Andrew D. Todd (user link) says:

From Broadcast Television to Ipad.

There is one very important book that you should read as “deep background,” concerning television sports. This is: James A. Michener, _Sports in America_, 1976. The kinds of questions Michener asked about sports were things like who watched them. For example, college football has a significantly different audience sociology from pro football. College football involves things like homecoming parades and tailgate parties(+).

There are certain points which can be applied to electronic media. Even if one assumes that everyone has cable television, cable television is not set up for mobility. It insists on everyone being at their assigned place, as defined by the cable company. The classic form of sports-watching with an Ipad will be while doing something else, which requires one to be somewhere else, such as at work. The assumption which cable was operating under was that cable television would be feeding football games– preferably in high-definition format– into big-screen televisions in living rooms, so that groups of young men could sit on sofas and drink beer, and cheer noisily. This is all based around the assumption that everyone works nine-to-five. The cable company assumes that there is a certain time of day for children’s programming, a certain time of day for stay-at-home housewives programming, a certain time of day for young men’s programming, etc.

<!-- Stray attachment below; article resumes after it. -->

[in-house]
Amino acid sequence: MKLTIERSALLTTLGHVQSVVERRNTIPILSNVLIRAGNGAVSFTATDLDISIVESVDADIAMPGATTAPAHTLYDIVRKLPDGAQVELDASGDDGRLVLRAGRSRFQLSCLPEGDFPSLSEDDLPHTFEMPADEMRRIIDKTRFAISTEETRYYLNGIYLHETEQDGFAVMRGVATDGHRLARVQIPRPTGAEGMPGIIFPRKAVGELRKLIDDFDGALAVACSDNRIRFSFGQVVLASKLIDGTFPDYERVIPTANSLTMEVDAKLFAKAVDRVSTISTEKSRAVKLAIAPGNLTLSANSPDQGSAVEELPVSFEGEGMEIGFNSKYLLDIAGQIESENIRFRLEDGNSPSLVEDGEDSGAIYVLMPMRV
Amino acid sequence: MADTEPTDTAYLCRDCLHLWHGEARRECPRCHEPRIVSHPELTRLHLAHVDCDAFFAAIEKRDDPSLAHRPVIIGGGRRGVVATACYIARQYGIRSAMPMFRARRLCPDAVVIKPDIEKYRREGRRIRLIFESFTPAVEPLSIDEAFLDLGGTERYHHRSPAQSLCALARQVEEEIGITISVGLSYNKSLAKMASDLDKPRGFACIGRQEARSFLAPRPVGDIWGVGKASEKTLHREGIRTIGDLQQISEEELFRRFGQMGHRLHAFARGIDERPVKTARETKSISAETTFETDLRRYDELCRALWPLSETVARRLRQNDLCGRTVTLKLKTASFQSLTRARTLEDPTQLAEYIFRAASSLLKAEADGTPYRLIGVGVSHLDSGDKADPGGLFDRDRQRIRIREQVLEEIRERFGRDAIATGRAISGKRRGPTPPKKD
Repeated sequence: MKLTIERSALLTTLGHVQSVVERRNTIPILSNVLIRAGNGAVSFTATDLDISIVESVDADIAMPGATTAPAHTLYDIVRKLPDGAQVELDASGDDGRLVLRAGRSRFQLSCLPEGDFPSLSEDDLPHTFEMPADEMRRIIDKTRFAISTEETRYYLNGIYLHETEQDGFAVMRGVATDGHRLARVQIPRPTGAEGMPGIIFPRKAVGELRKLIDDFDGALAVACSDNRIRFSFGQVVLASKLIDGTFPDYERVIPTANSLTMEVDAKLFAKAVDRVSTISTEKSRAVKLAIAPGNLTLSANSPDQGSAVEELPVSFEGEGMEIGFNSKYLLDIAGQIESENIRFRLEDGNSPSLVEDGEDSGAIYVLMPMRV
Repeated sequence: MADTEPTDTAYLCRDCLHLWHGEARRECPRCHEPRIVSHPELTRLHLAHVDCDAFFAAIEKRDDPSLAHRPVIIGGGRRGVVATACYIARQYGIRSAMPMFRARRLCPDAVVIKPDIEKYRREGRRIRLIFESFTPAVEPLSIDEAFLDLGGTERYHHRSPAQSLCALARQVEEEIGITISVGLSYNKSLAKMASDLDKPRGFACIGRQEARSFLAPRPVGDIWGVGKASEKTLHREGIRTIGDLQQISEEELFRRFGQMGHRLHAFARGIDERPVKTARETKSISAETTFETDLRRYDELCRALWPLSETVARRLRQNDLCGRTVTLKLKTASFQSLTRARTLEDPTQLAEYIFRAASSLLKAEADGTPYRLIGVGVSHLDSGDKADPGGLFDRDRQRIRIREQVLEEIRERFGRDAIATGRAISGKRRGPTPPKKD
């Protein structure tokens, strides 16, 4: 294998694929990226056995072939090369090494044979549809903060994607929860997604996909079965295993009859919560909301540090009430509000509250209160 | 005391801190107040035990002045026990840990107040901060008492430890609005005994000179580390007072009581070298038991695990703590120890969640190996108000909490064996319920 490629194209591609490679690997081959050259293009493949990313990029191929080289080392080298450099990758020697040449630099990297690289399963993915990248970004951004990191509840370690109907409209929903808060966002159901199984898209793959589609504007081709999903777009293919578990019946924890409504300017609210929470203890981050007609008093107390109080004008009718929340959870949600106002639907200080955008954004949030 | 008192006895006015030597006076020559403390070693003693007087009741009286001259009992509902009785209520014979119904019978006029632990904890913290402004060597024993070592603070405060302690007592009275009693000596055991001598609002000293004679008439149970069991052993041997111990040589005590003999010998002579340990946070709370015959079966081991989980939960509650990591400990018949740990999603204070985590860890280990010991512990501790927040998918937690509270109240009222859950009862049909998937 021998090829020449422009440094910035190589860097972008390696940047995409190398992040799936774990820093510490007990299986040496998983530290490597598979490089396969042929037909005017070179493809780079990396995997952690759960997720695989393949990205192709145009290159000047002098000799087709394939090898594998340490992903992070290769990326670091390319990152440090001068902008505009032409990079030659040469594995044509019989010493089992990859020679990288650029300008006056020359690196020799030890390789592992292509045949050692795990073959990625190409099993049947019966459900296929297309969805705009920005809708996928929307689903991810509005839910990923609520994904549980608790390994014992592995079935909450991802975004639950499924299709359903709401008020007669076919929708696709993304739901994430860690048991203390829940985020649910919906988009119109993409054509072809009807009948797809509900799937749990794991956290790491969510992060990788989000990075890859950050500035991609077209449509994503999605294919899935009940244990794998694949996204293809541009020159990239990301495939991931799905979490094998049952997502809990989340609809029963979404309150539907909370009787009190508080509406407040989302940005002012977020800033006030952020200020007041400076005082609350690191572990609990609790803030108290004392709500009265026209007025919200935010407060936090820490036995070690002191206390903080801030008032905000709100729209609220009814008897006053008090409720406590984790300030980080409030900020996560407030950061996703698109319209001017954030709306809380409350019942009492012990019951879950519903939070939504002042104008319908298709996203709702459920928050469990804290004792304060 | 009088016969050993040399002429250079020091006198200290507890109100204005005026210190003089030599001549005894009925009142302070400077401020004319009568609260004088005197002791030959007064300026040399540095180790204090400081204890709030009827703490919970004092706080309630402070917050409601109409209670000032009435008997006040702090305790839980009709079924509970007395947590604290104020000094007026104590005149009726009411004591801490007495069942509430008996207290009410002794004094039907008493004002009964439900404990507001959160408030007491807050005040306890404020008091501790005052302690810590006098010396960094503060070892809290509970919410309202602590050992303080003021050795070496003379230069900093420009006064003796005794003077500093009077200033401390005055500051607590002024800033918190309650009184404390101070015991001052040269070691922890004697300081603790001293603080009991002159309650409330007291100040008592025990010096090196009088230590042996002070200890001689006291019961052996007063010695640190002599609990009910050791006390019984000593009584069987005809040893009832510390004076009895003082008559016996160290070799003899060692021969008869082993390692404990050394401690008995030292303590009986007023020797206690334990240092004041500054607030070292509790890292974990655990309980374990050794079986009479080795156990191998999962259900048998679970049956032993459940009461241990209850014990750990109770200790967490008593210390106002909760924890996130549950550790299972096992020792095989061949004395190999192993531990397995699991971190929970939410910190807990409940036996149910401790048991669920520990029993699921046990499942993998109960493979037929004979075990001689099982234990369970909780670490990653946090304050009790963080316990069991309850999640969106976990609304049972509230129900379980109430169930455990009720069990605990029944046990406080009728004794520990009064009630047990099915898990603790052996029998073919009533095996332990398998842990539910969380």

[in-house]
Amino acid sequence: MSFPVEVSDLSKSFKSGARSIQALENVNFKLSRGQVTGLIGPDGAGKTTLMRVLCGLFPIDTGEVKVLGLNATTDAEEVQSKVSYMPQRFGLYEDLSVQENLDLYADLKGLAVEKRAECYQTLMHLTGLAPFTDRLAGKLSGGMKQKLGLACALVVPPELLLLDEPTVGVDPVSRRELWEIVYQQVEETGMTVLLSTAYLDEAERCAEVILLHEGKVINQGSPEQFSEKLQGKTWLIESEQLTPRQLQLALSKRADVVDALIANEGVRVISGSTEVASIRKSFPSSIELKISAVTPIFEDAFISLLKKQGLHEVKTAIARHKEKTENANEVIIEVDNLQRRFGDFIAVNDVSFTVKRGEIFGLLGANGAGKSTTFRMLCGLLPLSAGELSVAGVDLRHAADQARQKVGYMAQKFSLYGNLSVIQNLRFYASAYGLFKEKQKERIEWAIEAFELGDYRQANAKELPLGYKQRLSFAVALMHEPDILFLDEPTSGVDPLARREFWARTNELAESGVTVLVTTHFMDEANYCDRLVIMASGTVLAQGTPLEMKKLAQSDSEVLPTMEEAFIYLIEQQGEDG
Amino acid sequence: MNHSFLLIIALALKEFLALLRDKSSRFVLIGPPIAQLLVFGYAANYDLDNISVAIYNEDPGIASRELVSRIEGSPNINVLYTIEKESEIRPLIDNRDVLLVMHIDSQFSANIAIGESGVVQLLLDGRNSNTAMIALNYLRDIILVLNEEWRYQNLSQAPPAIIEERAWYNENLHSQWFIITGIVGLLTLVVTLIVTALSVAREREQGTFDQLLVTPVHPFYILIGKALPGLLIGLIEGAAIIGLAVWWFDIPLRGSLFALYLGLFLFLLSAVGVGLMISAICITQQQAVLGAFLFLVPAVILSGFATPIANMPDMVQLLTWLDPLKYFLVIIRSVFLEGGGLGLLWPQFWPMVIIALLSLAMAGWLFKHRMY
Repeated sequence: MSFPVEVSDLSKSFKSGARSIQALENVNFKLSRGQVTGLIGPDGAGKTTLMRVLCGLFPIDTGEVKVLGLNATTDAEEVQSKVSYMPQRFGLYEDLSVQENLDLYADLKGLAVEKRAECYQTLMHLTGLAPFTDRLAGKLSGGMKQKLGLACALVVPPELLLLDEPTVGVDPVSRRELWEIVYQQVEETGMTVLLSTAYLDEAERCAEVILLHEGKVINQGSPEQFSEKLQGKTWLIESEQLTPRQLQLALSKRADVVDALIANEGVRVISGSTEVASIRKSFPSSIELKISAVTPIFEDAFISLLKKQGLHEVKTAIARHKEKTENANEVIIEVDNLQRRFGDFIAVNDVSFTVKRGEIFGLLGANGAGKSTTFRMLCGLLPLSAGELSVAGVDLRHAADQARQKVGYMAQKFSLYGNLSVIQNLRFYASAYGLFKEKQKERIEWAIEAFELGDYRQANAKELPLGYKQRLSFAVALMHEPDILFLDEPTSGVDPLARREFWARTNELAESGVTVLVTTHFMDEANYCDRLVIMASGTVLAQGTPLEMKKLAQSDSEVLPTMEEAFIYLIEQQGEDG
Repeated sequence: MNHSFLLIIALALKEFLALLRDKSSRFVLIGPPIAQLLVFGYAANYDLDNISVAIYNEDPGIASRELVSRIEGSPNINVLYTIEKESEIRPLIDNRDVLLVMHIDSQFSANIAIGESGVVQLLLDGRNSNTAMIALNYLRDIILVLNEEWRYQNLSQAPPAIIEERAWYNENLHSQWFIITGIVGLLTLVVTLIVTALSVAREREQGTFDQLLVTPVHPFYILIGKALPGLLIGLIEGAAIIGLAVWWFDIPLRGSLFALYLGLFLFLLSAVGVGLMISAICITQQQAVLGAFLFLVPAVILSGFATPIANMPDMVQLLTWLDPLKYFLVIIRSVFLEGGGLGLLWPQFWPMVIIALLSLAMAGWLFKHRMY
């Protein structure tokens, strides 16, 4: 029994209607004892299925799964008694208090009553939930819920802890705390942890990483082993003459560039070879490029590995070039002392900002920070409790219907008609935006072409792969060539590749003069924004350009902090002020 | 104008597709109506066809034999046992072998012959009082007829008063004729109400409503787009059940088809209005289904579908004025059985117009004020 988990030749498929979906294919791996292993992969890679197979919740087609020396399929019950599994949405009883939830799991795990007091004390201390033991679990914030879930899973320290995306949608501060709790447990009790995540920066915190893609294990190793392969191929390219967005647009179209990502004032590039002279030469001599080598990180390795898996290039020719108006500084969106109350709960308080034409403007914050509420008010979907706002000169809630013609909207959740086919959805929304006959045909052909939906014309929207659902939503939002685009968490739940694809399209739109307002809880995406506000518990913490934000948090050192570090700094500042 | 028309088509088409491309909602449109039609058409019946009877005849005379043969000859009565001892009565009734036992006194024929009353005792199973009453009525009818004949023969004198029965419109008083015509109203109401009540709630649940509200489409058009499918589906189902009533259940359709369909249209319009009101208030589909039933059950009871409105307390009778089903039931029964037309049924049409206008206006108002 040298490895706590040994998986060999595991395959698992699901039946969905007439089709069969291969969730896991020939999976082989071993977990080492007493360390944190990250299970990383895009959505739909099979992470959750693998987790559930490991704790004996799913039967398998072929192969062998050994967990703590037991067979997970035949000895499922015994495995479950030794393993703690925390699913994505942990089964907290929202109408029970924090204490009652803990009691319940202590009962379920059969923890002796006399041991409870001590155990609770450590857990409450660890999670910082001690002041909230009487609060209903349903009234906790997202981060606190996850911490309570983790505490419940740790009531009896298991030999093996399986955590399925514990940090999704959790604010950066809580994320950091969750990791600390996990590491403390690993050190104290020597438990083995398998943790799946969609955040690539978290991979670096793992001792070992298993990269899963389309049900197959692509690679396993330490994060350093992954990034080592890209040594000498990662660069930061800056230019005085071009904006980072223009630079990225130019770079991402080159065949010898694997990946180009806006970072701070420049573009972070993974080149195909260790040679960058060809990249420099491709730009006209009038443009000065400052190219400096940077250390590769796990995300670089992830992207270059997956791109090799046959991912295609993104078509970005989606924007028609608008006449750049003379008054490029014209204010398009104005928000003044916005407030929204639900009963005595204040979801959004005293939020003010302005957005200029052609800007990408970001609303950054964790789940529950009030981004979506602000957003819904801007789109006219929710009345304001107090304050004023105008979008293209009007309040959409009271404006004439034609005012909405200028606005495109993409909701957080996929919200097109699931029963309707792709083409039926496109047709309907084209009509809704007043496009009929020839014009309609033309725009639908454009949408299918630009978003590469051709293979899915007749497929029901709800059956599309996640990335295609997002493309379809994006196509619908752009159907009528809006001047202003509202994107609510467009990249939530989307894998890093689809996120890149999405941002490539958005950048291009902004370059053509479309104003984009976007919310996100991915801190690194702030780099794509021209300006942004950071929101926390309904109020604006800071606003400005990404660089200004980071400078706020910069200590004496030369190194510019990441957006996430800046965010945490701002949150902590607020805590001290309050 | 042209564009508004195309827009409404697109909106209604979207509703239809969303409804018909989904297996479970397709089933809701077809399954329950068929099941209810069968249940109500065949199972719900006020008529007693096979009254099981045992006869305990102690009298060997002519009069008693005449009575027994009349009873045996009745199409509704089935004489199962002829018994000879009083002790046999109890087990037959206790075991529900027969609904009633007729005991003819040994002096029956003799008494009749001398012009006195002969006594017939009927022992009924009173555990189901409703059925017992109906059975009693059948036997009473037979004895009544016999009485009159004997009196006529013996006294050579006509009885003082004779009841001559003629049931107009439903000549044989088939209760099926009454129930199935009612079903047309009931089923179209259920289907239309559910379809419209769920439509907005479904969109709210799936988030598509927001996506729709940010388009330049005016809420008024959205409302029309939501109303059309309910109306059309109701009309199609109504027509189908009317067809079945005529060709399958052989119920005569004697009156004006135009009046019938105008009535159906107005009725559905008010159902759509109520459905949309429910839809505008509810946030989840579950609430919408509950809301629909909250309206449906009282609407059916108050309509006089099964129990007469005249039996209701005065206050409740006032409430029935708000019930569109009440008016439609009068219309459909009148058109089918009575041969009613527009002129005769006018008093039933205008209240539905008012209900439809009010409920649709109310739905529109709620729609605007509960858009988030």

Well, the economy isn’t organized that way, anymore. It is organized on a contingent/temp/graveyard-shift basis. Ipads have taken off because they have a good fit for the way most people, especially young people, live nowadays. An Ipad is for watching sports, somewhere in the world, while you are clerking on a convenience store on the night shift. Depending on your hours, you might wind up following Indian Cricket. Another interesting book is John Bowers, _In the Land of Nyx: Night and Its Inhabitants_, 1984. Bowers develops the notion that night is a frontier. For example, you can often get a job on the graveyard shift when day positions are closed. Or you can go to night school, either because you need to work, or because your credentials aren’t good enough to get into day school.

(+) Here is a poem of mine which I think captures some of the distinctiveness of college football.

Little Girls and Football (*).